Shares in London-listed steel maker Evraz (LON:EVR) have fallen off the cliff since late January, as the company proceeds with plans to demerge its coking coal business Raspadskaya to become more ESG friendly.
The overall concept is in line with what ESG-orientated investors are interested in – a pulling out of coal and a higher level of environmental, social and corporate governance – but with the sabre-rattling over Ukraine the timing couldn’t have been worse.
While Evraz produces some steel in the US and has sites in Italy, Kazakhstan and the Czech Republic, most of its output is in Russia. As tensions over Russia and Ukraine ratcheted up, they increased concerns over how the company will be able to export its steel, iron and vanadium products to international clients. Now that presidents Biden and Putin seem to have reached some form of in principle agreement to start talking about Ukraine, the markets have slightly calmed down and the sell-off seems to have slowed down.
But despite the price drop Evraz is actually in a better shape than it has been in a while. The sales of most of the company’s products have increased in the fourth quarter, mostly because demand has picked up from a Covid-induced slump.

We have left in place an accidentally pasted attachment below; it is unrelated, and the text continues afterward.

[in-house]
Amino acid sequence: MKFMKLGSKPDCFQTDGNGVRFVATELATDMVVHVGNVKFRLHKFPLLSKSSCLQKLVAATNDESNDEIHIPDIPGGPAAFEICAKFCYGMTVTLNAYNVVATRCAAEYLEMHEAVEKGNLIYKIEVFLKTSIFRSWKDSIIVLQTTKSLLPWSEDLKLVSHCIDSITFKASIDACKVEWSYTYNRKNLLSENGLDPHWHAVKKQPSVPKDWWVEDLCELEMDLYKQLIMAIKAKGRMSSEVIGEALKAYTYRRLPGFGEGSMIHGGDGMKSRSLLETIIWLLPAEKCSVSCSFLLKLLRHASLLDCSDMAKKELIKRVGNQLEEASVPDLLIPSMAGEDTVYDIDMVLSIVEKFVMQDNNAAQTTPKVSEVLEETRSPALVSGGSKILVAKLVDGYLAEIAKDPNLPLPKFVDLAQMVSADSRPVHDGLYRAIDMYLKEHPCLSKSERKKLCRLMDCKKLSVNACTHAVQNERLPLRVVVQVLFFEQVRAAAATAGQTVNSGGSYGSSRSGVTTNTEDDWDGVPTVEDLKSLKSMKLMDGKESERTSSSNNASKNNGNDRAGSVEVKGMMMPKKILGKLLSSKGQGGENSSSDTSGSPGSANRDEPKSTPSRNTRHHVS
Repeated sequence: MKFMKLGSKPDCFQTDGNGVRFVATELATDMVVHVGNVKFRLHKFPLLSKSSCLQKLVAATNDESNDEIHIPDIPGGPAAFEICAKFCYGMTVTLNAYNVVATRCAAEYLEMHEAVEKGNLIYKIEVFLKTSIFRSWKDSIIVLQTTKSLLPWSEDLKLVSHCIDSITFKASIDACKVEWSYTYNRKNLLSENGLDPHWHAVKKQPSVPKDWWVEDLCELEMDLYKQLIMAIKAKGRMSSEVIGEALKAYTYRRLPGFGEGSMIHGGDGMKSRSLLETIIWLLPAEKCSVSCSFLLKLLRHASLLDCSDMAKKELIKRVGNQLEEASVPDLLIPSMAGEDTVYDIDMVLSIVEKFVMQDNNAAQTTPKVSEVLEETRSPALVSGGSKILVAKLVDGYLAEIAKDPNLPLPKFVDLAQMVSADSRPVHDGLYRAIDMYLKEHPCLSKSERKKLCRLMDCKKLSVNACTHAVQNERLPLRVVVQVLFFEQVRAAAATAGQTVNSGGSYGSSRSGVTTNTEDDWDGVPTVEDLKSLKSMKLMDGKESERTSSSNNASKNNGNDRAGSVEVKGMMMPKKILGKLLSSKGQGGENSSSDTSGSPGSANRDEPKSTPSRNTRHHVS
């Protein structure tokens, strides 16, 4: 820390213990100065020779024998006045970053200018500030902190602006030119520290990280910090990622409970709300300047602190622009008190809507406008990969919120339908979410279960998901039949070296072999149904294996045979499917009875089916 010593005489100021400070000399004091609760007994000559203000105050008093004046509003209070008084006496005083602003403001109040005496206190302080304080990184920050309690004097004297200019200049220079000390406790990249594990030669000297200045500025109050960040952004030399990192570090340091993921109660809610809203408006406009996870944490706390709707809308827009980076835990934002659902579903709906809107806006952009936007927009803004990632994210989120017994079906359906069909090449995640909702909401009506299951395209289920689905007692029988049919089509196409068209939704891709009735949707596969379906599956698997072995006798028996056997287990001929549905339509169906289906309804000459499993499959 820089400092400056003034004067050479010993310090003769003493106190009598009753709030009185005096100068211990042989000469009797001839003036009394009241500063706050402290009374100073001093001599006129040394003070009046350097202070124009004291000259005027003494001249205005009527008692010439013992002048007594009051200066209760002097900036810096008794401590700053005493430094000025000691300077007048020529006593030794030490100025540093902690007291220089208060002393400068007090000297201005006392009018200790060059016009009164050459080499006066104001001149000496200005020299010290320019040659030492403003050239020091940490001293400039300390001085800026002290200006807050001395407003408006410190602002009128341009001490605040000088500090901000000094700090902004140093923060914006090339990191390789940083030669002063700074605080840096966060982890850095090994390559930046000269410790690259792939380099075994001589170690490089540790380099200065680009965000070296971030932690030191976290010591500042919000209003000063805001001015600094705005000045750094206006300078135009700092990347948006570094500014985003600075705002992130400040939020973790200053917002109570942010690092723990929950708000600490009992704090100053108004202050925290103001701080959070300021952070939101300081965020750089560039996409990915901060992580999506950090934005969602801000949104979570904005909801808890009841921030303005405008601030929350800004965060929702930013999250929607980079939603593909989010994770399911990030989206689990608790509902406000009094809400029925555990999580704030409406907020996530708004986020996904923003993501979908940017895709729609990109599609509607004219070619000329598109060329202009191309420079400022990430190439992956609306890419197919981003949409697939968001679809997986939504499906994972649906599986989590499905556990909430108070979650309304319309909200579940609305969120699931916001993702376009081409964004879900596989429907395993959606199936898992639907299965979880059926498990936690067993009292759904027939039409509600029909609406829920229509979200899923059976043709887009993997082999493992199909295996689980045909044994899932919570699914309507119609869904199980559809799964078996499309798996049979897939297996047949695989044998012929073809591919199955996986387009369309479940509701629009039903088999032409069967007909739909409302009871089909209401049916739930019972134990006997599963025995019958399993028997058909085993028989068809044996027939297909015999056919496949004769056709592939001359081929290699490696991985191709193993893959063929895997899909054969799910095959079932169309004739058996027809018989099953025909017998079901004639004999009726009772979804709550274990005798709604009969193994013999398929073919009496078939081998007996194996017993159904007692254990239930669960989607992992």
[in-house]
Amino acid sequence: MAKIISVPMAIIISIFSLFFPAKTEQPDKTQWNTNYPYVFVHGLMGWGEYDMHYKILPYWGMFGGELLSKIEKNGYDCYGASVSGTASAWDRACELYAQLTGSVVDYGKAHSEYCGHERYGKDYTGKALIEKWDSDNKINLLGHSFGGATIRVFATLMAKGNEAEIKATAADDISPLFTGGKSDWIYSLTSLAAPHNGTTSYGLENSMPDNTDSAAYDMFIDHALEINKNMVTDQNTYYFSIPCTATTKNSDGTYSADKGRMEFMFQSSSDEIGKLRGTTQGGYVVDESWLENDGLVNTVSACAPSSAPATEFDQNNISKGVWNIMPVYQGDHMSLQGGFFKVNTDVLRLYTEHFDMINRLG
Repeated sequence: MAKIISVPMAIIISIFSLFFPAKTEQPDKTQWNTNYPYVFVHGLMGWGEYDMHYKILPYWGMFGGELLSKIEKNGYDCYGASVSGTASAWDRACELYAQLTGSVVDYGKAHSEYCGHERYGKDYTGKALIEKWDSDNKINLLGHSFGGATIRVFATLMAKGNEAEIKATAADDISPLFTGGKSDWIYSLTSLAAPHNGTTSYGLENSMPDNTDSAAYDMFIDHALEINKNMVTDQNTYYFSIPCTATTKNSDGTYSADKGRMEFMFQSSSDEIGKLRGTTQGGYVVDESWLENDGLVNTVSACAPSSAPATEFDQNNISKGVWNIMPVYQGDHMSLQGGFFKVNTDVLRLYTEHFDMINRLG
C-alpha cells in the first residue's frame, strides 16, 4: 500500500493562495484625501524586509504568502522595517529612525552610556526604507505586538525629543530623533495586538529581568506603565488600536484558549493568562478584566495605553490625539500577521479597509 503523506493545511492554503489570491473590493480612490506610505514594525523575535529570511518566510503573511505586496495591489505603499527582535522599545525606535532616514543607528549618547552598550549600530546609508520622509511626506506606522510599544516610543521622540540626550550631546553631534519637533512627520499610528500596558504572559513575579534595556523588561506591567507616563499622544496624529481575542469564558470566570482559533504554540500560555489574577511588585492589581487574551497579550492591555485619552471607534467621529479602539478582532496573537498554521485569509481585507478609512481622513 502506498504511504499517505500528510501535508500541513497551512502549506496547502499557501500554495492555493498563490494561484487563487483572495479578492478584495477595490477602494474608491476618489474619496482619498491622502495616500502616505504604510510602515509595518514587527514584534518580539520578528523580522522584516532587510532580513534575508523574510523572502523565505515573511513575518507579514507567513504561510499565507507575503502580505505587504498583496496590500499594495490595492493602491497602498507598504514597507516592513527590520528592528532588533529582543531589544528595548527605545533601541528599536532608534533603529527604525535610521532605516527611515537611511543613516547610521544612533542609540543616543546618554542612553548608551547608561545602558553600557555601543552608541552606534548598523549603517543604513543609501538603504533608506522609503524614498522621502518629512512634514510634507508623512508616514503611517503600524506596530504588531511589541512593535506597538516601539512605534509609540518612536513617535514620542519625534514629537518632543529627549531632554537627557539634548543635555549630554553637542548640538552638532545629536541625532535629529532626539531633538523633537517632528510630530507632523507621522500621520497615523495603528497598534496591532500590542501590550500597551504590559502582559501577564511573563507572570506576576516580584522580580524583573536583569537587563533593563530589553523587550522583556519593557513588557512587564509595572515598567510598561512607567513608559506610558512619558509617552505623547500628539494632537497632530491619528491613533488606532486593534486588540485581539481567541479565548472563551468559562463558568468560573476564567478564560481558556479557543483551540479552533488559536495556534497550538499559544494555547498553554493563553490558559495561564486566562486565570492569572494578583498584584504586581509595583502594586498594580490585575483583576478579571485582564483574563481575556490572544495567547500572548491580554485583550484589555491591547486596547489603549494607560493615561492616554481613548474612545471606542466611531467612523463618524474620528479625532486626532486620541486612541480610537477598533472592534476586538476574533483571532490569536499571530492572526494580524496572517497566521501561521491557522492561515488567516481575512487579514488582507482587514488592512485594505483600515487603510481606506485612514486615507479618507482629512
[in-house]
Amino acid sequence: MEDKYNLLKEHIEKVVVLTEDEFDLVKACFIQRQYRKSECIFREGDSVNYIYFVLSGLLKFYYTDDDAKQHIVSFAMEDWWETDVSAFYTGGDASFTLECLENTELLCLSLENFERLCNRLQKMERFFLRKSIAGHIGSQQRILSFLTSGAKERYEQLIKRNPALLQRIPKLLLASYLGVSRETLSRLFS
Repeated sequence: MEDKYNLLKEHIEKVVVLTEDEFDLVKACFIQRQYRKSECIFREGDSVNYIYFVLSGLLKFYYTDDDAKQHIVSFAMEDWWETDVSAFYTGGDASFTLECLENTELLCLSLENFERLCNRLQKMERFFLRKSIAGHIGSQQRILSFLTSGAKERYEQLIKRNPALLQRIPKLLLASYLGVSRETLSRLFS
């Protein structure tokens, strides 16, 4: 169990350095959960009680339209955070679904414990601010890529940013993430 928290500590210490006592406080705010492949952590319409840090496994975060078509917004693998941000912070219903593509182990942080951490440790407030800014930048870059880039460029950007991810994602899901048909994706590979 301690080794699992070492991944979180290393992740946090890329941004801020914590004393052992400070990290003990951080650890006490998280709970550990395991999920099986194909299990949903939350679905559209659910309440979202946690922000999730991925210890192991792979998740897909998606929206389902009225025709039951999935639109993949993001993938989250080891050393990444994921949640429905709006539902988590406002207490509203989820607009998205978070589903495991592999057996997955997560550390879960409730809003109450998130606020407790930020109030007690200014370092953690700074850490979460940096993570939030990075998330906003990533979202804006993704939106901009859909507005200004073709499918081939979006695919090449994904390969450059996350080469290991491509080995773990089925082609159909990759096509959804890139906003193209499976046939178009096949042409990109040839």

Steel and Vanadium prices on the rise
Steel prices have shot up during the summer 2021 and although they have lost some ground since then they are still comfortably above pre-Covid levels. Prices of vanadium, a minor metal used in the production of specialty steels, have also risen dramatically since last October.
Judging by the global manufacturing PMI numbers demand from industrial production in Europe and the US will remain strong while demand in China is likely to show only little progress. PMI, or the purchasing managers index, is a good indicator of whether an industry is expanding or not, with a number over 50 indicating growth and a number under 50 indicating contraction. Europe’s PMI stood at 58.7 in January and 55.5 in the US, with China’s January PMI at just over 50.
Evraz shareholders set to gain?
Evraz made a leap in sales on two fronts; the sale of iron or products to China increased by nearly 60% from Q3 after the company started exporting through Ust-Luga, a port in the Gulf of Finland, and the sale of its vanadium products jumped up 30% because of an increase in demand in Europe and the US.
Once the Raspadskaya demerger is complete Evraz shareholders will either hold shares in two companies and potentially receive dividends from both companies, or hold only shares in Evraz but compensated for the value of Raspadskaya. With the current outlook for growth in industrial production, neither option will be negative for shareholders.